David Sandman

There’s an old Sesame Street song that starts by asking the simple question, “Who are the people in your neighborhood?”

It then goes through various examples: the teacher, the bus driver, the baker, the doctor, the firefighter, the postman, the grocer. These are the people in your neighborhood, “the people that you meet when you’re walkin’ down the street…each day.” The song has a message: the residents are the neighborhood.

Big Bird and his friends seem to know something about community health. And they were ahead of their time. Professionals today are increasingly adopting an approach known as Asset-Based Community Development(ABCD). ABCD recognizes that people — residents themselves — are the key to thriving neighborhoods. Instead of seeing problems, ABCD sees neighborhood residents as problem solvers. Instead of treating them like clients, they are valued as changemakers. Rather than being recipients, they are contributors. They’re more than volunteers; they are leaders. In many communities, residents are becoming the drivers of change, taking the reins, and using a grassroots approach to create cities and towns that are healthier, safer, more active, and more vital.

A new mechanism that exemplifies the paradigm shift of ABCD is a participatory budgeting process in which residents decide how to spend part of a public budget, through public deliberation and voting. By becoming decision-makers for their city budgets, residents hold power to drive change in their neighborhood — because who better knows the needs of a community than the people who live there? Participatory budgeting is being used in cities across the globe; it’s led to community improvements like the installation of traffic lights at a pedestrian crosswalk in Paris and drinking fountains in New York City schools.

Last fall, the city of Niagara Falls in western New York conducted its first participatory budgeting process, with a focus on how best to allocate federal funding to improve the local park system. Residents voted to prioritize improvements to two very different types of parks: Hyde Park and Liberty Park. I toured both of them this month with local residents as my guides.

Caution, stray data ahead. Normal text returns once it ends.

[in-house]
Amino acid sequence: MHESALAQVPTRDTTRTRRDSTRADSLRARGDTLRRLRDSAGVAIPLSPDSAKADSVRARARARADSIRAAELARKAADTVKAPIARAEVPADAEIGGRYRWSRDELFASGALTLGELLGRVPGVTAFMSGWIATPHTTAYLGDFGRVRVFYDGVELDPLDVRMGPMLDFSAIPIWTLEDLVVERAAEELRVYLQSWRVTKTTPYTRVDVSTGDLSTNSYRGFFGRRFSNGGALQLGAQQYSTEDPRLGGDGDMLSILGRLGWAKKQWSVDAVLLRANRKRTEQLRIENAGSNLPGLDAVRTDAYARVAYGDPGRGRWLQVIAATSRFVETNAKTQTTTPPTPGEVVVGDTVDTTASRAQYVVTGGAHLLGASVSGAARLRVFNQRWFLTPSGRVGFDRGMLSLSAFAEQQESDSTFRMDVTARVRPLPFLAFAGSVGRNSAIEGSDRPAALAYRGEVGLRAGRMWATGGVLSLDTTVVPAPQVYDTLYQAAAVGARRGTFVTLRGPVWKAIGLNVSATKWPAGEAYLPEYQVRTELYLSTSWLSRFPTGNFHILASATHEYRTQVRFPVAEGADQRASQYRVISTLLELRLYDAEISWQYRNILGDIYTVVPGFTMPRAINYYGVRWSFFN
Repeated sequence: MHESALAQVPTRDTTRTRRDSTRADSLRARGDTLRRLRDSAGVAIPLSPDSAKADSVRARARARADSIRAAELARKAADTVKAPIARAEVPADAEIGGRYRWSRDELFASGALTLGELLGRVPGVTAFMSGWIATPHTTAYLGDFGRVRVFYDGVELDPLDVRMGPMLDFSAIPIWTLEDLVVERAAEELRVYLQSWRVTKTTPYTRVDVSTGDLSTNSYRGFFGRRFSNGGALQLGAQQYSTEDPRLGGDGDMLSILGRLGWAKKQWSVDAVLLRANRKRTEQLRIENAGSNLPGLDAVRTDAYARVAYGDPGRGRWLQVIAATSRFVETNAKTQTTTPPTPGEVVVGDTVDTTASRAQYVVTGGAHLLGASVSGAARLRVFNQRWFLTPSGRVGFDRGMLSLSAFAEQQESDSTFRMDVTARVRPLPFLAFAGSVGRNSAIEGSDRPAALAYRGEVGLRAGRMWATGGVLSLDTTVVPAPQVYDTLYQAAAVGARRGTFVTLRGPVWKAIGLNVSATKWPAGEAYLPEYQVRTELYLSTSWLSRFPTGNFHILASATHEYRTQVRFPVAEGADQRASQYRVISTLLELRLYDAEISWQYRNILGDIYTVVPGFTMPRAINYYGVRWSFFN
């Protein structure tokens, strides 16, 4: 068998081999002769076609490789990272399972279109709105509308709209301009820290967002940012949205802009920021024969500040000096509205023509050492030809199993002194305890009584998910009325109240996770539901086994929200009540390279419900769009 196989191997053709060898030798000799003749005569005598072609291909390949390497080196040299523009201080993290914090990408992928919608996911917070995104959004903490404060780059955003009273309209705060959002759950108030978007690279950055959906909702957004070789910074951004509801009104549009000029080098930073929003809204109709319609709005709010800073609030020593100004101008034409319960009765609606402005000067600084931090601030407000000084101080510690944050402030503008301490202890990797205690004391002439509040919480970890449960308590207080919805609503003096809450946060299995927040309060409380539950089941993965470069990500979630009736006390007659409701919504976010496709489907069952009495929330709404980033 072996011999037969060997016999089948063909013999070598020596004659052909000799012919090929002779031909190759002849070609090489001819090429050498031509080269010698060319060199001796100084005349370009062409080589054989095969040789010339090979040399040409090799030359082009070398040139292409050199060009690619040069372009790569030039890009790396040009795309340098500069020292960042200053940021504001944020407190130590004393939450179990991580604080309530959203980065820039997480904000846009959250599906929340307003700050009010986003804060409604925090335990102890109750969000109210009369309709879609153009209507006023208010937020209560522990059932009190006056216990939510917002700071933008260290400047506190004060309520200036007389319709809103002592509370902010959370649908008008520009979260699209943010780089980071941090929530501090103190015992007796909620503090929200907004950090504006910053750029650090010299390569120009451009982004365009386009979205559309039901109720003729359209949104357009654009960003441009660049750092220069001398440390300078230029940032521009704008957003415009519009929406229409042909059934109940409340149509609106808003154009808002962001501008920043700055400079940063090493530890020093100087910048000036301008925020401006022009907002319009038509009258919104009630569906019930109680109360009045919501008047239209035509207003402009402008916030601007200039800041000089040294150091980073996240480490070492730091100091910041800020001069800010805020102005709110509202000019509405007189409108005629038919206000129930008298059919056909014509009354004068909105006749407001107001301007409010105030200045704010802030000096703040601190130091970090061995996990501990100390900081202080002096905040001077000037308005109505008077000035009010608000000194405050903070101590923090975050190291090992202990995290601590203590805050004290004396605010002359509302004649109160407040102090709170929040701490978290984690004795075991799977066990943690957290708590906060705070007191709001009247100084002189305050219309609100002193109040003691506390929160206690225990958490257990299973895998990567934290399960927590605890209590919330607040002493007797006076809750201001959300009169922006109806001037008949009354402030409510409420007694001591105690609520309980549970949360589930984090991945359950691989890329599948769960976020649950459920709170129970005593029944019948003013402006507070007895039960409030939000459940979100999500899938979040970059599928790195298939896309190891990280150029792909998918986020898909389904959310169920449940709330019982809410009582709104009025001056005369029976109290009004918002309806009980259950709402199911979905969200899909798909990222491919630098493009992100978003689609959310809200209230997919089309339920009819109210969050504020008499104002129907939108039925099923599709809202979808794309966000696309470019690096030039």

Hyde Park is the second-largest municipal park in New York State (after Central Park in New York City). It has splendor in addition to size; it includes a rose garden, an Olympic-size swimming pool, a professional baseball stadium, an ice rink, and multiple golf courses, as well as playgrounds, open space, and picnic areas. It’s centrally located. But not all of the spaces within the park are accessible to people with limited mobility or with disabilities, and residents voiced concern over those limitations. The improvements resulting from the participatory budgeting process will focus on revamping a playground area to create a protected space for children of all abilities to play safely.

Liberty Park is a totally different story. It’s a small neighborhood park, in a corner lot in a residential area. It has a swingset, a couple of benches, a few of those little rocking airplanes on spring coils, and a slide structure. The space and the equipment are poorly maintained; it feels neglected and abandoned. There is no lighting. It was empty on that sunny summer afternoon. Some teenagers from the Niagara Falls Youth City Council, an energetic group of teens committed to creating positive change, told me they used to play here all the time, but the space has become “gross” and feels unsafe; their younger siblings don’t want to play there.

But the residents, including those young people, see Liberty Park’s promise rather than its decline; they know that it was and can again be a community asset. Residents voted to invest in a total overhaul of the space through the participatory budgeting process. The renovated park will feature a physical fitness course to serve as an athletic playground for residents of all ages, and children’s programming will be a top priority. The project (as well as the Hyde Park project) includes an engagement and outreach effort using new park ambassadors to let their neighbors know about what the new park has to offer and encouraging them to use the renovated space.

In layman’s terms, ABCD is about seeing the glass as either half-full or half-empty. You can see both in Niagara Falls. The city is struggling; storefront after storefront on Main Street is shuttered and in disrepair. The loss of jobs, population decline, and poverty have taken a toll. Residents outside of the tourist section have seen limited investment in their neighborhoods, right in the shadows of the natural wonder of the Falls. There is a depressing reality.

But if that is all you see, open your eyes wider. The residents of Niagara Falls love their community and are resilient. They are creating new opportunities for families to play, exercise, and socialize safely in beautiful spaces. They are transforming vacant and overgrown lots into community gardens that help educate kids about growing, cooking, and eating healthy foods. In other communities, this type of work might be led by government agencies or established community nonprofits with full-time staff and budgets. In Niagara Falls, the efforts are predominately resident-led: people who spend their days working other jobs then spend their free time working to improve their community. The people are the neighborhood. With help, they can transform their community and define its future.

By David Sandman, President and CEO, New York State Health Foundation
Published in Medium on June 25, 2018

Back to News